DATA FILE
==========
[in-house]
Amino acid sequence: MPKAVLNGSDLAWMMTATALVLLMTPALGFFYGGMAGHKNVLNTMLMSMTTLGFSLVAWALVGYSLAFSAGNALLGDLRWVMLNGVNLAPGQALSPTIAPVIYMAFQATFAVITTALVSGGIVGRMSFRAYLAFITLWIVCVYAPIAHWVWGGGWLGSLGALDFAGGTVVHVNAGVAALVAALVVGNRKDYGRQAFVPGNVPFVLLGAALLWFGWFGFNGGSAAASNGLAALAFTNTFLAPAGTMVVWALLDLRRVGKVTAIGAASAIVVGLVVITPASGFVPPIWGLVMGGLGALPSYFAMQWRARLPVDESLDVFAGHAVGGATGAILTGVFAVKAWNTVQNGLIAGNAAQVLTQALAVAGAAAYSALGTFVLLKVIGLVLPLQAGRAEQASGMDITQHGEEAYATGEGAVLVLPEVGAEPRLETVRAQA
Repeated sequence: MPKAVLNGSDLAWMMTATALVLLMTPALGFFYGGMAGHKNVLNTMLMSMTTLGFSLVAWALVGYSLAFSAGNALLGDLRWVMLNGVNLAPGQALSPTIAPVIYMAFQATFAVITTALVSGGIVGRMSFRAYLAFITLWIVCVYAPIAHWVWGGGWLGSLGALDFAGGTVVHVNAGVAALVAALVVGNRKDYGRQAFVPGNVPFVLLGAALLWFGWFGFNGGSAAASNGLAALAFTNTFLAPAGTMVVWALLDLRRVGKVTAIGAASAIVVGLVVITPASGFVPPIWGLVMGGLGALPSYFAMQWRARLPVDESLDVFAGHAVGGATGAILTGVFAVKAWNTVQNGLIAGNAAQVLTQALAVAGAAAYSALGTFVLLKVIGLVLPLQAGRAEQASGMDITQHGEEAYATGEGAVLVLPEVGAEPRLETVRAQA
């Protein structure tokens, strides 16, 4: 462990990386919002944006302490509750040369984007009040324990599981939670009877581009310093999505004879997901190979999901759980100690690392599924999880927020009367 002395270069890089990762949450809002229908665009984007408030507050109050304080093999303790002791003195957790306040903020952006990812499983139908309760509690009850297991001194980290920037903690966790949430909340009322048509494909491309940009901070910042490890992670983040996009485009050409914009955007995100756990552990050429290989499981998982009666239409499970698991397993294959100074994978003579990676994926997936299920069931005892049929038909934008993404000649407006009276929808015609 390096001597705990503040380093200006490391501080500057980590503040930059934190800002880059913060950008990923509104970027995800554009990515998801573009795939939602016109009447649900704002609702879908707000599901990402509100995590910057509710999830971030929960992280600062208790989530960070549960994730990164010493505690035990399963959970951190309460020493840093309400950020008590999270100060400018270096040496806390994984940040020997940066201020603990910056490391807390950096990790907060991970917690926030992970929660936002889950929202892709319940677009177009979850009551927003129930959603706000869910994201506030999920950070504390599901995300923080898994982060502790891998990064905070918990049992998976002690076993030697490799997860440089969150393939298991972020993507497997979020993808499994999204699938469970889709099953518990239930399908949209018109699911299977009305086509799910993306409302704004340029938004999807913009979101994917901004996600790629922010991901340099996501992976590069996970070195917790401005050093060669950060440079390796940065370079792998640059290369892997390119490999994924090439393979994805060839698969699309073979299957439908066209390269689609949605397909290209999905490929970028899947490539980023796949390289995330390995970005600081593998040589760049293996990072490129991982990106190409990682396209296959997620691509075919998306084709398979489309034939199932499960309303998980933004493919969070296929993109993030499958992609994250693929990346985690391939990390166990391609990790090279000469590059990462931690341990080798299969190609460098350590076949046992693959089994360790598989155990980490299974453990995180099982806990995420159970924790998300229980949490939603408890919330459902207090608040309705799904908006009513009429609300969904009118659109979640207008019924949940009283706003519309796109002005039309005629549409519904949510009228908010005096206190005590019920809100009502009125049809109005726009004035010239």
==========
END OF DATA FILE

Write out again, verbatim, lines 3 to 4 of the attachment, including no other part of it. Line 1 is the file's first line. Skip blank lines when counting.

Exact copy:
Repeated sequence: MPKAVLNGSDLAWMMTATALVLLMTPALGFFYGGMAGHKNVLNTMLMSMTTLGFSLVAWALVGYSLAFSAGNALLGDLRWVMLNGVNLAPGQALSPTIAPVIYMAFQATFAVITTALVSGGIVGRMSFRAYLAFITLWIVCVYAPIAHWVWGGGWLGSLGALDFAGGTVVHVNAGVAALVAALVVGNRKDYGRQAFVPGNVPFVLLGAALLWFGWFGFNGGSAAASNGLAALAFTNTFLAPAGTMVVWALLDLRRVGKVTAIGAASAIVVGLVVITPASGFVPPIWGLVMGGLGALPSYFAMQWRARLPVDESLDVFAGHAVGGATGAILTGVFAVKAWNTVQNGLIAGNAAQVLTQALAVAGAAAYSALGTFVLLKVIGLVLPLQAGRAEQASGMDITQHGEEAYATGEGAVLVLPEVGAEPRLETVRAQA
């Protein structure tokens, strides 16, 4: 462990990386919002944006302490509750040369984007009040324990599981939670009877581009310093999505004879997901190979999901759980100690690392599924999880927020009367 002395270069890089990762949450809002229908665009984007408030507050109050304080093999303790002791003195957790306040903020952006990812499983139908309760509690009850297991001194980290920037903690966790949430909340009322048509494909491309940009901070910042490890992670983040996009485009050409914009955007995100756990552990050429290989499981998982009666239409499970698991397993294959100074994978003579990676994926997936299920069931005892049929038909934008993404000649407006009276929808015609 390096001597705990503040380093200006490391501080500057980590503040930059934190800002880059913060950008990923509104970027995800554009990515998801573009795939939602016109009447649900704002609702879908707000599901990402509100995590910057509710999830971030929960992280600062208790989530960070549960994730990164010493505690035990399963959970951190309460020493840093309400950020008590999270100060400018270096040496806390994984940040020997940066201020603990910056490391807390950096990790907060991970917690926030992970929660936002889950929202892709319940677009177009979850009551927003129930959603706000869910994201506030999920950070504390599901995300923080898994982060502790891998990064905070918990049992998976002690076993030697490799997860440089969150393939298991972020993507497997979020993808499994999204699938469970889709099953518990239930399908949209018109699911299977009305086509799910993306409302704004340029938004999807913009979101994917901004996600790629922010991901340099996501992976590069996970070195917790401005050093060669950060440079390796940065370079792998640059290369892997390119490999994924090439393979994805060839698969699309073979299957439908066209390269689609949605397909290209999905490929970028899947490539980023796949390289995330390995970005600081593998040589760049293996990072490129991982990106190409990682396209296959997620691509075919998306084709398979489309034939199932499960309303998980933004493919969070296929993109993030499958992609994250693929990346985690391939990390166990391609990790090279000469590059990462931690341990080798299969190609460098350590076949046992693959089994360790598989155990980490299974453990995180099982806990995420159970924790998300229980949490939603408890919330459902207090608040309705799904908006009513009429609300969904009118659109979640207008019924949940009283706003519309796109002005039309005629549409519904949510009228908010005096206190005590019920809100009502009125049809109005726009004035010239």